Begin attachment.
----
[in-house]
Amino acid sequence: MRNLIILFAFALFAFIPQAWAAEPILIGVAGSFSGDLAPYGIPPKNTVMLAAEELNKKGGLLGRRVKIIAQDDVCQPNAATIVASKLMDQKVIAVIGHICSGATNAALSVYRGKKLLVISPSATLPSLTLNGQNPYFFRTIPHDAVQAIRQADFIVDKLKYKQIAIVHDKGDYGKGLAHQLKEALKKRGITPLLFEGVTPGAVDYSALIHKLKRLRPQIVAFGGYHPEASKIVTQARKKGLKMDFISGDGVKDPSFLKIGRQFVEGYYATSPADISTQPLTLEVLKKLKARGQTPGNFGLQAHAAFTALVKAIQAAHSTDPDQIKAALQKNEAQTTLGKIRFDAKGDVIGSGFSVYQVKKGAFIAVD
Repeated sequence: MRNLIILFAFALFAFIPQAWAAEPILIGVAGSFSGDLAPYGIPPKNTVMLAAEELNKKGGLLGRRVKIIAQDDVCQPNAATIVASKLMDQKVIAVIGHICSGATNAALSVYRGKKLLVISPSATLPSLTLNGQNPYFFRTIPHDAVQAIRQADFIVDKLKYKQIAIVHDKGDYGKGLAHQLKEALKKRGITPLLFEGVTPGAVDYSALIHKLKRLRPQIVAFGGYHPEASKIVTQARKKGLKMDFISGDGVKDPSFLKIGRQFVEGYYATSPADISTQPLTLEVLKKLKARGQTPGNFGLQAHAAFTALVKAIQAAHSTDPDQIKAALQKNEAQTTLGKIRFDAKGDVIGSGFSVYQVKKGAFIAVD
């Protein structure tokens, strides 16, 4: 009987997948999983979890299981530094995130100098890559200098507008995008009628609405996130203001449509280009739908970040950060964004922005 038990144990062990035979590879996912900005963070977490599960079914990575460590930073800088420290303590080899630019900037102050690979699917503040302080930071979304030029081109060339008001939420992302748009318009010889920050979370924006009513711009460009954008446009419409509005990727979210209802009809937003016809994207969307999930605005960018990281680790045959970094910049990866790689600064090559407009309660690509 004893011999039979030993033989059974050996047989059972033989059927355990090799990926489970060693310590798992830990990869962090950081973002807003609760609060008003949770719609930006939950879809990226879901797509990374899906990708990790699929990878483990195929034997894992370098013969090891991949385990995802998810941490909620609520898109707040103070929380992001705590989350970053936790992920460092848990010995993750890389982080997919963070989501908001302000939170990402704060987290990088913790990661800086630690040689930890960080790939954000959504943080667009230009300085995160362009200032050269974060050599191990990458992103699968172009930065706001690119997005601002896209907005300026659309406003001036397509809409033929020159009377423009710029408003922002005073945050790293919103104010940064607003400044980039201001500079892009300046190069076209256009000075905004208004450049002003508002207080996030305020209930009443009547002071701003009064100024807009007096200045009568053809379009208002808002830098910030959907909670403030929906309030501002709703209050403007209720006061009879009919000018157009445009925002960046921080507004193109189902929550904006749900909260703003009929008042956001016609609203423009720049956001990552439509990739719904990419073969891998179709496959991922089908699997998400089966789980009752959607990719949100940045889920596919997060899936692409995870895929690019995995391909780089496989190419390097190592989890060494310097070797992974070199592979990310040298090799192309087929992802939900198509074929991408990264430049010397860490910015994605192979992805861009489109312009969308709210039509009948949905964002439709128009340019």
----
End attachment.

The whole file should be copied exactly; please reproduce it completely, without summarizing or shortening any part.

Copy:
[in-house]
Amino acid sequence: MRNLIILFAFALFAFIPQAWAAEPILIGVAGSFSGDLAPYGIPPKNTVMLAAEELNKKGGLLGRRVKIIAQDDVCQPNAATIVASKLMDQKVIAVIGHICSGATNAALSVYRGKKLLVISPSATLPSLTLNGQNPYFFRTIPHDAVQAIRQADFIVDKLKYKQIAIVHDKGDYGKGLAHQLKEALKKRGITPLLFEGVTPGAVDYSALIHKLKRLRPQIVAFGGYHPEASKIVTQARKKGLKMDFISGDGVKDPSFLKIGRQFVEGYYATSPADISTQPLTLEVLKKLKARGQTPGNFGLQAHAAFTALVKAIQAAHSTDPDQIKAALQKNEAQTTLGKIRFDAKGDVIGSGFSVYQVKKGAFIAVD
Repeated sequence: MRNLIILFAFALFAFIPQAWAAEPILIGVAGSFSGDLAPYGIPPKNTVMLAAEELNKKGGLLGRRVKIIAQDDVCQPNAATIVASKLMDQKVIAVIGHICSGATNAALSVYRGKKLLVISPSATLPSLTLNGQNPYFFRTIPHDAVQAIRQADFIVDKLKYKQIAIVHDKGDYGKGLAHQLKEALKKRGITPLLFEGVTPGAVDYSALIHKLKRLRPQIVAFGGYHPEASKIVTQARKKGLKMDFISGDGVKDPSFLKIGRQFVEGYYATSPADISTQPLTLEVLKKLKARGQTPGNFGLQAHAAFTALVKAIQAAHSTDPDQIKAALQKNEAQTTLGKIRFDAKGDVIGSGFSVYQVKKGAFIAVD
């Protein structure tokens, strides 16, 4: 009987997948999983979890299981530094995130100098890559200098507008995008009628609405996130203001449509280009739908970040950060964004922005 038990144990062990035979590879996912900005963070977490599960079914990575460590930073800088420290303590080899630019900037102050690979699917503040302080930071979304030029081109060339008001939420992302748009318009010889920050979370924006009513711009460009954008446009419409509005990727979210209802009809937003016809994207969307999930605005960018990281680790045959970094910049990866790689600064090559407009309660690509 004893011999039979030993033989059974050996047989059972033989059927355990090799990926489970060693310590798992830990990869962090950081973002807003609760609060008003949770719609930006939950879809990226879901797509990374899906990708990790699929990878483990195929034997894992370098013969090891991949385990995802998810941490909620609520898109707040103070929380992001705590989350970053936790992920460092848990010995993750890389982080997919963070989501908001302000939170990402704060987290990088913790990661800086630690040689930890960080790939954000959504943080667009230009300085995160362009200032050269974060050599191990990458992103699968172009930065706001690119997005601002896209907005300026659309406003001036397509809409033929020159009377423009710029408003922002005073945050790293919103104010940064607003400044980039201001500079892009300046190069076209256009000075905004208004450049002003508002207080996030305020209930009443009547002071701003009064100024807009007096200045009568053809379009208002808002830098910030959907909670403030929906309030501002709703209050403007209720006061009879009919000018157009445009925002960046921080507004193109189902929550904006749900909260703003009929008042956001016609609203423009720049956001990552439509990739719904990419073969891998179709496959991922089908699997998400089966789980009752959607990719949100940045889920596919997060899936692409995870895929690019995995391909780089496989190419390097190592989890060494310097070797992974070199592979990310040298090799192309087929992802939900198509074929991408990264430049010397860490910015994605192979992805861009489109312009969308709210039509009948949905964002439709128009340019």